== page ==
Author Topic: Advanced machine learning technology not so advanced  (Read 6399 times)

Raistlin

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Re: Advanced machine learning technology not so advanced
« Reply #15 on: February 09, 2017, 04:59:42 PM »
Just a quickey - Do I need to sign (generate) a PublicKeyToken uniquely for each assembly (using SDK -> sn.exe tool)
or just use the same / everybody else's re: publicKeyToken="6595b64144ccf1df" <- as found in internet/msdn examples ?

Does it matter?

Thanks
Raistlin
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hutch--

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Re: Advanced machine learning technology not so advanced
« Reply #16 on: February 09, 2017, 08:00:36 PM »
The latter has been doing the job for years.
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adeyblue

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Re: Advanced machine learning technology not so advanced
« Reply #17 on: February 10, 2017, 09:51:48 AM »
Just a quickey - Do I need to sign (generate) a PublicKeyToken uniquely for each assembly (using SDK -> sn.exe tool)
or just use the same / everybody else's re: publicKeyToken="6595b64144ccf1df" <- as found in internet/msdn examples ?

Does it matter?

Strong names are for .net assemblies, so they can be installed in the Global Assembly Cache (c:\Windows\assembly) and uniquely referenced. sn.exe of little use to anything not .Net. Authenticode signing is basically all native code has, and proper signing certificates are usually triple-digit US dollars.

In native manifests, that one you posted for the common controls is literally the only one you'll ever need to put in manually, since nobody but Microsoft ever installs anything into the Native Assembly Cache (WinSxS) and the only three assemblies you'll find the tokens for are comctl32, gdiplus and the 2005-2013? Visual Studio CRTs.
From Vista on, there are literally millions of exes/dlls in WinSxS but you don't need their keys since most of them are hardlinks to the same files in system32 (ie, the file is in two places, but they both reference a single copy of the file data)

Raistlin

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Re: Advanced machine learning technology not so advanced
« Reply #18 on: February 10, 2017, 05:15:15 PM »
So here's my manifest - and it still triggers Symantec A/V alert  :icon_confused: :eusa_snooty:

What could be wrong?

Code: [Select]
<?xml version="1.0" encoding="UTF-8" standalone="yes"?>
<assembly manifestVersion="1.0" xmlns="urn:schemas-microsoft-com:asm.v1" xmlns:asmv3="urn:schemas-microsoft-com:asm.v3">
<assemblyIdentity version="1.0.0.0"
     processorArchitecture="X86"
     name="ExtremeID"
     type="win32"/>
<description>Extreme ID Tester</description>
<dependency>
<dependentAssembly>
<assemblyIdentity
type="win32"
name="Microsoft.Windows.Common-Controls"
version="6.0.0.0"
processorArchitecture="X86"
publicKeyToken="6595b64144ccf1df"
language="*"
/>
</dependentAssembly>
</dependency>
    <trustInfo xmlns="urn:schemas-microsoft-com:asm.v3">
        <security>
            <requestedPrivileges>
                <requestedExecutionLevel
                    level="asInvoker"
                    uiAccess="false"
                />
            </requestedPrivileges>
        </security>
    </trustInfo>
    <compatibility xmlns="urn:schemas-microsoft-com:compatibility.v1">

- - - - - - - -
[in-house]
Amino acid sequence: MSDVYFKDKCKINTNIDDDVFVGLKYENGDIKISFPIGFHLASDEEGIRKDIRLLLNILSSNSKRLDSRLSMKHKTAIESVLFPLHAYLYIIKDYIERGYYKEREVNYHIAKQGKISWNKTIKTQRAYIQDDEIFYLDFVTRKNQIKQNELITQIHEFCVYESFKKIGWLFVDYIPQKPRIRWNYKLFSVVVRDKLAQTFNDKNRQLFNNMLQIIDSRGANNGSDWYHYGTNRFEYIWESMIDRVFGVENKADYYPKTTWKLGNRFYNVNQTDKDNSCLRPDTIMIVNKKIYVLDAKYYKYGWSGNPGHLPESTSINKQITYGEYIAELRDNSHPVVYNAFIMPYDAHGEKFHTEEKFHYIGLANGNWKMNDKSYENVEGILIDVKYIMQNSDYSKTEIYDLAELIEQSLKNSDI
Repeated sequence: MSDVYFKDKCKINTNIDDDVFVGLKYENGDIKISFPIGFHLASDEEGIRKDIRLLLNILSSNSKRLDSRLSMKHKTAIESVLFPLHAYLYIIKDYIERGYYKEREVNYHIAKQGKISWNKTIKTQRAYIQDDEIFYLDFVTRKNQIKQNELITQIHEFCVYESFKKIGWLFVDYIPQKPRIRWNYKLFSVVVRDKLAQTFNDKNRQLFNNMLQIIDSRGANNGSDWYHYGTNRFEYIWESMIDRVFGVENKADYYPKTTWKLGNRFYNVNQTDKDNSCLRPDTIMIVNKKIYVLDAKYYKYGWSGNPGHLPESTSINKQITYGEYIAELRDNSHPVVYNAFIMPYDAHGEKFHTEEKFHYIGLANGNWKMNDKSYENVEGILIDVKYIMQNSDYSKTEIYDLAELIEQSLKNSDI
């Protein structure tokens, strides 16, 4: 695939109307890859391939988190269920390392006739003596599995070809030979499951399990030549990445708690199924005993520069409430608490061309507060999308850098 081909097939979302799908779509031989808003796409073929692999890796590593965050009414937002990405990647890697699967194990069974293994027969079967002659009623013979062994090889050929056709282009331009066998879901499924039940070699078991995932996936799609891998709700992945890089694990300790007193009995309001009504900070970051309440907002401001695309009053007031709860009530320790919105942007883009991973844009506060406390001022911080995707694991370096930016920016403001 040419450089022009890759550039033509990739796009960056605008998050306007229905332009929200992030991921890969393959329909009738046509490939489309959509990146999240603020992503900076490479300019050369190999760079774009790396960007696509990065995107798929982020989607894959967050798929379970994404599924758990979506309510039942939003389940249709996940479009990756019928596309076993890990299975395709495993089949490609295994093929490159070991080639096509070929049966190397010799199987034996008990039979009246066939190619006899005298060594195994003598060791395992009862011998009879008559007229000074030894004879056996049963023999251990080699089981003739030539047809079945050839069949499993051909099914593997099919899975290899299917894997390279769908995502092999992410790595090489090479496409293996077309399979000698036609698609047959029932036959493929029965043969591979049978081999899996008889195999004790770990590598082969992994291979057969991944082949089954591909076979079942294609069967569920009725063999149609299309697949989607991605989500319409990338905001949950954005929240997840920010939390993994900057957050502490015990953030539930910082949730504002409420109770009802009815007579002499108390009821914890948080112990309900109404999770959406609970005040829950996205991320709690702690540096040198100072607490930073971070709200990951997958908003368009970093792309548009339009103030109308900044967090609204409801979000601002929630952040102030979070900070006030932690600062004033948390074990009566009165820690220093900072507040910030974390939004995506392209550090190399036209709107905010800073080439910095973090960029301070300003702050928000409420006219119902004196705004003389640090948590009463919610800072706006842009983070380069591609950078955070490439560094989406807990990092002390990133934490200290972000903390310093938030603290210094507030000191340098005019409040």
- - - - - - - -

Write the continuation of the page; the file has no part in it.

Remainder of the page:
<application>
            <!-- Windows 10 -->
            <supportedOS Id="{8e0f7a12-bfb3-4fe8-b9a5-48fd50a15a9a}"/>
            <!-- Windows 8.1 -->
            <supportedOS Id="{1f676c76-80e1-4239-95bb-83d0f6d0da78}"/>
            <!-- Windows 8 -->
            <supportedOS Id="{4a2f28e3-53b9-4441-ba9c-d69d4a4a6e38}"/>
            <!-- Windows 7 -->
            <supportedOS Id="{35138b9a-5d96-4fbd-8e2d-a2440225f93a}"/>           
            <!-- Windows Vista -->
            <supportedOS Id="{e2011457-1546-43c5-a5fe-008deee3d3f0}"/>
        </application>
    </compatibility>
</assembly>
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jj2007

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Re: Advanced machine learning technology not so advanced
« Reply #19 on: February 10, 2017, 07:49:54 PM »
So here's my manifest - and it still triggers Symantec A/V alert  :icon_confused: :eusa_snooty:

What could be wrong?

It could be that Symantec have reached phase II: "Assume that virus writers have attended JJ's course and know how to add manifests; look for other nasties instead" 8)

Try disabling (temporarily) certain "suspicious" invokes; if that helps, I may have a solution for you.

hutch--

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Re: Advanced machine learning technology not so advanced
« Reply #20 on: February 10, 2017, 09:22:27 PM »
Try this, its a lot simpler.

<?xml version="1.0" encoding="UTF-8" standalone="yes"?>
<assembly xmlns="urn:schemas-microsoft-com:asm.v1" manifestVersion="1.0">
<description>Windows Application</description>
<dependency>
<dependentAssembly>
<assemblyIdentity
type="win32"
name="Microsoft.Windows.Common-Controls"
version="6.0.0.0"
processorArchitecture="X86"
publicKeyToken="6595b64144ccf1df"
language="*"
/>
</dependentAssembly>
</dependency>
</assembly>


This goes in the resource script.

VS_VERSION_INFO VERSIONINFO
FILEVERSION 1, 0, 0, 0
PRODUCTVERSION 1, 0, 0, 0
FILEOS VOS__WINDOWS32
FILETYPE VFT_APP
// FILETYPE VFT_DLL
BEGIN
  BLOCK "StringFileInfo"
  BEGIN
    BLOCK "040904B0"
    BEGIN
      VALUE "CompanyName",      "Your Company Name\000"
      VALUE "FileDescription",  "Description Of Application\000"
      VALUE "FileVersion",      "1.0\000"
      VALUE "InternalName",     "Item Name\000"
      VALUE "OriginalFilename", "Original File\000"
      VALUE "LegalCopyright",   "\251 2010-2020 Application Copyright Holder\000"
      VALUE "ProductName",      "Item Name\000"
      VALUE "ProductVersion",   "1.0\000"
    END
  END
  BLOCK "VarFileInfo"
  BEGIN
    VALUE "Translation", 0x409, 0x4B0
  END
END